Other authors believe that the alteration of intracellular signaling pathways in response to insulin (in which the inositol plays an important role as a second messenger) is crucial in the development of this syndrome [4]. The measurement of insulin resistance is currently achieved using the HOMA-IR (Homeostasis Model of Assessment-Insulin Resistance), calculated by multiplying the fasting plasma insulin (expressed in mU/L) for the levels of fasting plasma glucose (expressed in mmol/L) and dividing the result by the constant 22.5.

Myoinositol is an isoform of inositol, belonging to vitamin B complex, with insulin-like action in vivo and functions as a mediator of insulin. It plays an important role in cellular morphogenesis and cytogenicity, in the synthesis of lipids, and in the structure of cell membranes and cell growth. Data in the literature have shown that in some tissues there is a correlation between insulin resistance and reduction of myoinositol [6] and some authors suggest that a deficiency in the availability or use of myoinositol may be responsible for a mechanism of insulin resistance, with consequent effects on ovarian function [6, 7]. In particular, it seems that in the theca cells of PCOS patients sensitive to insulin, the imbalance of inositol goes in the opposite direction to that observed in cells of insulin-resistant women. Supplementation of inositol, therefore, would seem to improve the ovarian response to gonadotropin-induced compensatory hyperinsulinemia, in addition to improving oocyte quality [6].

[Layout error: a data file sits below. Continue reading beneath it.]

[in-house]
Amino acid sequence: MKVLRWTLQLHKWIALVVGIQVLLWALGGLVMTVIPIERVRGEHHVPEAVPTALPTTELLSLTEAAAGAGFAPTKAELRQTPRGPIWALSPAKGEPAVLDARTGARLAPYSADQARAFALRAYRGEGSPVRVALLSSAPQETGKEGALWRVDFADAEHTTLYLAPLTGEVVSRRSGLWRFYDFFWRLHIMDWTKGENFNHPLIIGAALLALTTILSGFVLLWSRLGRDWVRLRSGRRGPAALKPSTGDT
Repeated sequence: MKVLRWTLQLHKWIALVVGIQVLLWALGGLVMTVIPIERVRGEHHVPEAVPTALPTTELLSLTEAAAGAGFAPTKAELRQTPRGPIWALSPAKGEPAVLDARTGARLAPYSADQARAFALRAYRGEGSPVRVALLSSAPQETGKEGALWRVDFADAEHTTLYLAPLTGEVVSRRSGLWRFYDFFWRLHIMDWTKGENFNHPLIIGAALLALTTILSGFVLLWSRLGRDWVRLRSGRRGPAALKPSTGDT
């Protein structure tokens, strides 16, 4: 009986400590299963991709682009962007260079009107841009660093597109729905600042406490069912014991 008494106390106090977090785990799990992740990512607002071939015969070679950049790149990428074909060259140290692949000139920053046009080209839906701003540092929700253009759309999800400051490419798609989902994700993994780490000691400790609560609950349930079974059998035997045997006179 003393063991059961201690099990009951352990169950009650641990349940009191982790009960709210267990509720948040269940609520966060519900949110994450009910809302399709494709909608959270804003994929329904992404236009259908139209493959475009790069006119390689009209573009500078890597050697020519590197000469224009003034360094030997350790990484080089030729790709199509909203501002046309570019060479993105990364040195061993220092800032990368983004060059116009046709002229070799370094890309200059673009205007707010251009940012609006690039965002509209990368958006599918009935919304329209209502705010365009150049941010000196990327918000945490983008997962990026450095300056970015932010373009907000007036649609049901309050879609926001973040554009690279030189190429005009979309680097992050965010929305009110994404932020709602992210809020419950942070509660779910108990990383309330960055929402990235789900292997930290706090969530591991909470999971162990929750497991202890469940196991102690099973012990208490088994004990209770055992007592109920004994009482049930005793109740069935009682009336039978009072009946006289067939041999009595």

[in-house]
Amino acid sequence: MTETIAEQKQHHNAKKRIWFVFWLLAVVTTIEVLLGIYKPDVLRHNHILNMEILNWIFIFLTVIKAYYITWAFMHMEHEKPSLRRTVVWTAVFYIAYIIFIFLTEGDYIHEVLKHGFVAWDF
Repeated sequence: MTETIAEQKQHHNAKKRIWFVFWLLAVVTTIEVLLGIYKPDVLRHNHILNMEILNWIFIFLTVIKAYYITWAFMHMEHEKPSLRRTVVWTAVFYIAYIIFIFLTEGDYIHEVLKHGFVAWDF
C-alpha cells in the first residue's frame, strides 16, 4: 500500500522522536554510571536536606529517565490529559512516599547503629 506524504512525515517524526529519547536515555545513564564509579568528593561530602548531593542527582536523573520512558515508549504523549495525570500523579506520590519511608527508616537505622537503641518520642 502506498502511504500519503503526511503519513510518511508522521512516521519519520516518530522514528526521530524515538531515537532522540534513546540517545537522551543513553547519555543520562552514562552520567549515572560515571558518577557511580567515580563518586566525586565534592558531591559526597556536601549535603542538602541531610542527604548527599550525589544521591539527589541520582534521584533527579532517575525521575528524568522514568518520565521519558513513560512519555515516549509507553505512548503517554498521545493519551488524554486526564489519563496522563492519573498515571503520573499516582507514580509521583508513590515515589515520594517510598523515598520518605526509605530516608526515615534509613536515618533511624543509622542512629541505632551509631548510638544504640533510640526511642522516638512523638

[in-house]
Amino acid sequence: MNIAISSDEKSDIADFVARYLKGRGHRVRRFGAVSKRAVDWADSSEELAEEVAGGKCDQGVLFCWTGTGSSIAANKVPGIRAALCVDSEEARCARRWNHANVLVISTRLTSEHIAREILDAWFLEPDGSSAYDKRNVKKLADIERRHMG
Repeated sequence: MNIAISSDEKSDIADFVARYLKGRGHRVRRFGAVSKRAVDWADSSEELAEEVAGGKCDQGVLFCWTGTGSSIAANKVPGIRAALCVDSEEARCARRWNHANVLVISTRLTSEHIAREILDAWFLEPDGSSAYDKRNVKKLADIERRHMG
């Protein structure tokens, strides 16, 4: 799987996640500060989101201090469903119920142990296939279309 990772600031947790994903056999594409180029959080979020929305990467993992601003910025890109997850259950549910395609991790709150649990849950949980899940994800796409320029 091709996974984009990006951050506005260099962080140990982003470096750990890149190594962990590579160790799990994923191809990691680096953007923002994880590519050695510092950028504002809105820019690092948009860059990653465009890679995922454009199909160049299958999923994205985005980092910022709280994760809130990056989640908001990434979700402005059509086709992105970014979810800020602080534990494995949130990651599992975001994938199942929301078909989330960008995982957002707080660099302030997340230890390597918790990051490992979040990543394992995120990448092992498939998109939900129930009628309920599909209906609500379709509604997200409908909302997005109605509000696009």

For some time the attention of the recent scientific literature has shifted to a new molecule: the N-acetyl- cysteine (NAC). Recent data have shown that NAC, a mucolytic drug acting as insulin sensitizer, represents an effective and safe strategy in the treatment of PCOS patients [8, 9]. This molecule appears to exert its beneficial effect both by increasing the insulin secretion by the beta cells of the pancreas and by inducing an increased sensitivity to the organism itself. In particular, some data show that a moderate increase in plasma thiols improves the consumption of glucose during the hyperglycemic clamp [9]. Other studies suggest a role of  NAC in the regulation of the insulin receptor in human erythrocytes [10]. It has been shown, in fact, that high doses of NAC increase the cellular levels of reduced glutathione (GSH), a powerful antioxidant that seems to exert a certain influence on activity of the insulin receptor in vivo [11].

In vitro data also show that cysteine and its analogs are able to potentiate insulin secretion induced by glucose. This observation suggests the presence of a specific molecular portion in the cysteine that is necessary for its insulinotropic effect [11].

Observing the molecular structure of NAC (N-acetyl-cysteine) highlighted the presence of a disulfide bridge that should facilitate the processing of proinsulin into insulin, a critical step to reduce insulin resistance.

In humans, oral administration of  NAC has also been proposed for the prevention of endothelial damage by oxidizing agents in adult insulin-dependent diabetics [12]. Therefore, administration of NAC in PCOS patients could have important long-term effects on insulin secretion, on metabolism, and on peripheral insulin sensitivity.

On the basis of the observed data, we conducted a prospective study whose objective was to compare the efficacy in terms of ovulation induction and normalization of menstrual cycles of combined treatment with NAC + Inositol + folic acid (Ovaric HP) in insulin-resistant patients with PCOS compared with the effects of the same drug in non-insulin-resistant patients with PCOS.

2. Materials and Methods